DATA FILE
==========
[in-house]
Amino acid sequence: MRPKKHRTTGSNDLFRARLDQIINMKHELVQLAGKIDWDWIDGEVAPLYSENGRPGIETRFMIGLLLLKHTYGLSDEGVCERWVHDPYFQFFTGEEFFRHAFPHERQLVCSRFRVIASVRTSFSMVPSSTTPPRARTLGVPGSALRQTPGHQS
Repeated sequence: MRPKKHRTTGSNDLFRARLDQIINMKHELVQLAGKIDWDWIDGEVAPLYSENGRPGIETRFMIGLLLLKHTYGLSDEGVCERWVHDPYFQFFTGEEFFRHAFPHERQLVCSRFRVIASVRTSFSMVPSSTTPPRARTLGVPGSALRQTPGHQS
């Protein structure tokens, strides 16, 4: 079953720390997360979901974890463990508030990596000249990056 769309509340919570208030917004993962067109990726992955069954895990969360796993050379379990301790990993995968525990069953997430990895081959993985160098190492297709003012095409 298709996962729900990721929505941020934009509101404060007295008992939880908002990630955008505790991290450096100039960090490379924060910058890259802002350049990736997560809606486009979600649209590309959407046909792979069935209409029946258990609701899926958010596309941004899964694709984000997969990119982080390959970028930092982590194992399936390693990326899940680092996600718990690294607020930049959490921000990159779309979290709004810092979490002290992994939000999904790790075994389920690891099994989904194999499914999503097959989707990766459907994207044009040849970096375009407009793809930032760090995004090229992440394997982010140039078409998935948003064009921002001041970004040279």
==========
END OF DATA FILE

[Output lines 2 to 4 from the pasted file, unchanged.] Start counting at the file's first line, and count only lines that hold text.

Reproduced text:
Amino acid sequence: MRPKKHRTTGSNDLFRARLDQIINMKHELVQLAGKIDWDWIDGEVAPLYSENGRPGIETRFMIGLLLLKHTYGLSDEGVCERWVHDPYFQFFTGEEFFRHAFPHERQLVCSRFRVIASVRTSFSMVPSSTTPPRARTLGVPGSALRQTPGHQS
Repeated sequence: MRPKKHRTTGSNDLFRARLDQIINMKHELVQLAGKIDWDWIDGEVAPLYSENGRPGIETRFMIGLLLLKHTYGLSDEGVCERWVHDPYFQFFTGEEFFRHAFPHERQLVCSRFRVIASVRTSFSMVPSSTTPPRARTLGVPGSALRQTPGHQS
């Protein structure tokens, strides 16, 4: 079953720390997360979901974890463990508030990596000249990056 769309509340919570208030917004993962067109990726992955069954895990969360796993050379379990301790990993995968525990069953997430990895081959993985160098190492297709003012095409 298709996962729900990721929505941020934009509101404060007295008992939880908002990630955008505790991290450096100039960090490379924060910058890259802002350049990736997560809606486009979600649209590309959407046909792979069935209409029946258990609701899926958010596309941004899964694709984000997969990119982080390959970028930092982590194992399936390693990326899940680092996600718990690294607020930049959490921000990159779309979290709004810092979490002290992994939000999904790790075994389920690891099994989904194999499914999503097959989707990766459907994207044009040849970096375009407009793809930032760090995004090229992440394997982010140039078409998935948003064009921002001041970004040279």